Andreas Nicolaus Vetter (1666-1734)
Georg Philipp Telemann (1681-1767)
Georg Friedrich Kauffmann (1679-1735)
Johann Balthasar König (1691-1758)
Johann Schneider (1702-1788)
Johann Ludwig Krebs (1713-1780)
Felix Mendelssohn (1809-1847)
Max Reger (1873-1916)
Wilhelm Middelschulte (1863-1943)
Hans Friedrich Micheelsen (1902-1973)
Adolf Brunner (1901-1992)
Josef-Friedrich Doppelbauer (1918---)
Manfred Kluge (1928-1971)
Kurt Hessenberg (1908-1994)
Henning Somerro (1946---)

Thomas Braatz wrote (December 11, 2005):
Douglas Cowling wrote:
>>> Mvt. 5: (The missing text for the final chorale)<<<
>>Question: Do I understand correctly that the autograph score has the music for the chorale but only an incipit of the opening words?<<
Yes. I believe that this is not an isolated instance of this where only the autograph score has survived. The copyists (probably Johann Andreas Kuhnau) would have had no difficulty in supplying, probably from an already existing cantata text contained in the printed text booklets of the cantata libretti, the rest of the text after the incipit which Bach indicated. The final chorale, in a new harmonization, was always the very last stage of composition with pressure on Bach to meet the deadline for the first (and only/final) rehearsal on Saturday afternoon before the Sunday performances. Often Bach was still composing the final chorale with the other parts for all the other mvts. already having been copied and he then personally copied out, i.e., he added the final chorale mvt. at the end of each part along with the complete, intended text. [You can distinctly get the image of Bach literally 'burning the midnight oil' to finish this necessary task which needed to be completed for the next day.] Because the original parts were lost early on, we can assume that those viewing the score (like Zelter), felt it necessary to supply the complete text. Later editors BGA/NBA decided that they could improve on Zelter by using the exact text that Bach used less than a year later for another cantata. They then compared this text with a number of hymnals that Bach might have used and even found a few discrepancies (mainly orthographic), but at least we know that the present text is reliably one that Bach did use on another occasion.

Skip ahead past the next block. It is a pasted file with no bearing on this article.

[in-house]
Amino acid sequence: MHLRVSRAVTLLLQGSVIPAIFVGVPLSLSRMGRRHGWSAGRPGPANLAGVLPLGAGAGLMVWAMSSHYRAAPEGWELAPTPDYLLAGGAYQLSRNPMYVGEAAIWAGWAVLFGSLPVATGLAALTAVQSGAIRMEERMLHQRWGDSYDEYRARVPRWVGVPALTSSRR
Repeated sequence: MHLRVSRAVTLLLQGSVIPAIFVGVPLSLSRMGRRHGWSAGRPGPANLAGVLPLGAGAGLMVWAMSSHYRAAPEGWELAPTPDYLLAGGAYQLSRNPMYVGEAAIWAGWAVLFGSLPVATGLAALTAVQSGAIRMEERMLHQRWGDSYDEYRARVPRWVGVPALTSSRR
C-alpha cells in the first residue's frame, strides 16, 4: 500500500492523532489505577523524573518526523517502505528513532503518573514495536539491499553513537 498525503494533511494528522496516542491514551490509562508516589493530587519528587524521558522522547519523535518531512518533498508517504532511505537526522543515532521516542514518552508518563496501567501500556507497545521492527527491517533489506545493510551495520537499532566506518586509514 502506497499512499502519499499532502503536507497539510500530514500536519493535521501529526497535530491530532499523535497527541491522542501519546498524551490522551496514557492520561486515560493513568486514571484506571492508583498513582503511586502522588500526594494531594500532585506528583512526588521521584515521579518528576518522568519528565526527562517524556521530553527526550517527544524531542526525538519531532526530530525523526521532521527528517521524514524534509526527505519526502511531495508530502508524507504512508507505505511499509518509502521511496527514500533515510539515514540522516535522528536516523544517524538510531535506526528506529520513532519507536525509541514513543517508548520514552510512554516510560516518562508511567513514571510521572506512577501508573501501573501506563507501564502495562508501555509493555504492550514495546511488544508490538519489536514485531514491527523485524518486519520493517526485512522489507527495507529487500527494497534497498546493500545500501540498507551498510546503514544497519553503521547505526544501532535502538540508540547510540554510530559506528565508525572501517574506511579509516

Thomas Braatz wrote (December 11, 2005):
Nils Lid Hjort wrote:
>>Anyway, I can apparently delight the World of Music & Their Scholars United with bringing in one more composer, who also deserves a place on this list: Jacob van Eyck [sometimes spelt "Eyk"](1589/1590--1657): "Onse Vader in Hemelryck", for solo recorder (Blockflöte, flute a bec);
...since this is 2005 I can google and find e.g.
http://www.jacobvaneyck.info/ with more details.<<
Thanks for sharing this information along with the link which gives the detailed contents of the collections in which this melody is taken. This composer certainly deserves to be on the list for this chorale melody. It would appear from a cursory glance at the remaining content of the collections listed, that other chorale melodies are not to be found there unless, of course, there is a chorale melody hidden somewhere in the Psalm pieces listed there.